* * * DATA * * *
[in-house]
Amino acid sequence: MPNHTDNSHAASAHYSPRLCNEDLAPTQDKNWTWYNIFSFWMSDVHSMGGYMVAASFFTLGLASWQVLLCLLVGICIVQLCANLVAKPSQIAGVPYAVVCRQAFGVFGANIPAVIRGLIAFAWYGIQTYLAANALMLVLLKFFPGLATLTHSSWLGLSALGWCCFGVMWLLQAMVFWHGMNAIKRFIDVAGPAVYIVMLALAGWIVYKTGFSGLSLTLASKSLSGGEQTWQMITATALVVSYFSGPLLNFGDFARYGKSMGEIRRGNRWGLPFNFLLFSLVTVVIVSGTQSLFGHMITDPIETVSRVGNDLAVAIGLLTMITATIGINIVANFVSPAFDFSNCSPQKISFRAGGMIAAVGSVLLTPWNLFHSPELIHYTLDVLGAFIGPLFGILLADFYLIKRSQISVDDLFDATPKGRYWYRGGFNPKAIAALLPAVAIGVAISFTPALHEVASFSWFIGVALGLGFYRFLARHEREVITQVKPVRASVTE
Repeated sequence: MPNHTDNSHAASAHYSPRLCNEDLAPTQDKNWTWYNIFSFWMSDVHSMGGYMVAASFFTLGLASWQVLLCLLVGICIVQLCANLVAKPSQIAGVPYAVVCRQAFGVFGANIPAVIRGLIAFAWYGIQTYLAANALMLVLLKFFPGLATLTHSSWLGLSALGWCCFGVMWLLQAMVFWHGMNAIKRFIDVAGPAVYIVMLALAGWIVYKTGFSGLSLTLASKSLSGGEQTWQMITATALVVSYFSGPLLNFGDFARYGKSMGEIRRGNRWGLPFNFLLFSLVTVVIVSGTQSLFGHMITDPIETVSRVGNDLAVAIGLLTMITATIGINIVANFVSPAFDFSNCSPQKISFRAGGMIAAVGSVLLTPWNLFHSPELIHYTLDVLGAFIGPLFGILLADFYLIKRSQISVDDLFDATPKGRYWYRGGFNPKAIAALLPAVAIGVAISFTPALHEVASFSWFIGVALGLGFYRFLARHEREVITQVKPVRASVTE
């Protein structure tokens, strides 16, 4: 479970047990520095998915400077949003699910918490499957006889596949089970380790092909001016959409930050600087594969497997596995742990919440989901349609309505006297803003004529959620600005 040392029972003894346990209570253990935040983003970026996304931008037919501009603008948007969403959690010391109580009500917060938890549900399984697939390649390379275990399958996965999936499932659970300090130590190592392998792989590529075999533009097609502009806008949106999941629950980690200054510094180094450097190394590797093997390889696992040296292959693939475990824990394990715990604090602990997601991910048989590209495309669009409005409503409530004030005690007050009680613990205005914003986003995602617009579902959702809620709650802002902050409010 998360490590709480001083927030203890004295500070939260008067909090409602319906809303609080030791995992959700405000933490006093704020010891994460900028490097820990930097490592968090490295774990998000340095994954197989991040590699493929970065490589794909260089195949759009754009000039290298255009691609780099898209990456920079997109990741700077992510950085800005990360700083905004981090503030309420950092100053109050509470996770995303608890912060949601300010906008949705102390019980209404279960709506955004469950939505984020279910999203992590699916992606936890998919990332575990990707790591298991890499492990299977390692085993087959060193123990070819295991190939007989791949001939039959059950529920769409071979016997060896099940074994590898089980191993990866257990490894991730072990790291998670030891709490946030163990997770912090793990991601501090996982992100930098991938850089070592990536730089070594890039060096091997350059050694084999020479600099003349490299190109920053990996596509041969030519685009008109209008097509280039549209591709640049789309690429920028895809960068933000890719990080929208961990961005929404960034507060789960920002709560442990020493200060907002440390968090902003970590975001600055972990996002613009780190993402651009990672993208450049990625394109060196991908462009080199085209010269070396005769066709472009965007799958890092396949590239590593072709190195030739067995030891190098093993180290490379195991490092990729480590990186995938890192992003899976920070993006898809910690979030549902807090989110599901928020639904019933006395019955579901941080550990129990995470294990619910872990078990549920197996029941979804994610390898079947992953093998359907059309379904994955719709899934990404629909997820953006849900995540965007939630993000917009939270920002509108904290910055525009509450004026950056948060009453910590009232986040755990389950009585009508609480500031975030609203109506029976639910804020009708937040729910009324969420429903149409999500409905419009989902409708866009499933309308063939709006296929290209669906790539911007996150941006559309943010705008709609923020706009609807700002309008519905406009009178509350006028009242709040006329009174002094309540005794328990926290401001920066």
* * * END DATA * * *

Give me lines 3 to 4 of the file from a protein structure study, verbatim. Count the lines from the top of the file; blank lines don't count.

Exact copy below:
Repeated sequence: MPNHTDNSHAASAHYSPRLCNEDLAPTQDKNWTWYNIFSFWMSDVHSMGGYMVAASFFTLGLASWQVLLCLLVGICIVQLCANLVAKPSQIAGVPYAVVCRQAFGVFGANIPAVIRGLIAFAWYGIQTYLAANALMLVLLKFFPGLATLTHSSWLGLSALGWCCFGVMWLLQAMVFWHGMNAIKRFIDVAGPAVYIVMLALAGWIVYKTGFSGLSLTLASKSLSGGEQTWQMITATALVVSYFSGPLLNFGDFARYGKSMGEIRRGNRWGLPFNFLLFSLVTVVIVSGTQSLFGHMITDPIETVSRVGNDLAVAIGLLTMITATIGINIVANFVSPAFDFSNCSPQKISFRAGGMIAAVGSVLLTPWNLFHSPELIHYTLDVLGAFIGPLFGILLADFYLIKRSQISVDDLFDATPKGRYWYRGGFNPKAIAALLPAVAIGVAISFTPALHEVASFSWFIGVALGLGFYRFLARHEREVITQVKPVRASVTE
């Protein structure tokens, strides 16, 4: 479970047990520095998915400077949003699910918490499957006889596949089970380790092909001016959409930050600087594969497997596995742990919440989901349609309505006297803003004529959620600005 040392029972003894346990209570253990935040983003970026996304931008037919501009603008948007969403959690010391109580009500917060938890549900399984697939390649390379275990399958996965999936499932659970300090130590190592392998792989590529075999533009097609502009806008949106999941629950980690200054510094180094450097190394590797093997390889696992040296292959693939475990824990394990715990604090602990997601991910048989590209495309669009409005409503409530004030005690007050009680613990205005914003986003995602617009579902959702809620709650802002902050409010 998360490590709480001083927030203890004295500070939260008067909090409602319906809303609080030791995992959700405000933490006093704020010891994460900028490097820990930097490592968090490295774990998000340095994954197989991040590699493929970065490589794909260089195949759009754009000039290298255009691609780099898209990456920079997109990741700077992510950085800005990360700083905004981090503030309420950092100053109050509470996770995303608890912060949601300010906008949705102390019980209404279960709506955004469950939505984020279910999203992590699916992606936890998919990332575990990707790591298991890499492990299977390692085993087959060193123990070819295991190939007989791949001939039959059950529920769409071979016997060896099940074994590898089980191993990866257990490894991730072990790291998670030891709490946030163990997770912090793990991601501090996982992100930098991938850089070592990536730089070594890039060096091997350059050694084999020479600099003349490299190109920053990996596509041969030519685009008109209008097509280039549209591709640049789309690429920028895809960068933000890719990080929208961990961005929404960034507060789960920002709560442990020493200060907002440390968090902003970590975001600055972990996002613009780190993402651009990672993208450049990625394109060196991908462009080199085209010269070396005769066709472009965007799958890092396949590239590593072709190195030739067995030891190098093993180290490379195991490092990729480590990186995938890192992003899976920070993006898809910690979030549902807090989110599901928020639904019933006395019955579901941080550990129990995470294990619910872990078990549920197996029941979804994610390898079947992953093998359907059309379904994955719709899934990404629909997820953006849900995540965007939630993000917009939270920002509108904290910055525009509450004026950056948060009453910590009232986040755990389950009585009508609480500031975030609203109506029976639910804020009708937040729910009324969420429903149409999500409905419009989902409708866009499933309308063939709006296929290209669906790539911007996150941006559309943010705008709609923020706009609807700002309008519905406009009178509350006028009242709040006329009174002094309540005794328990926290401001920066």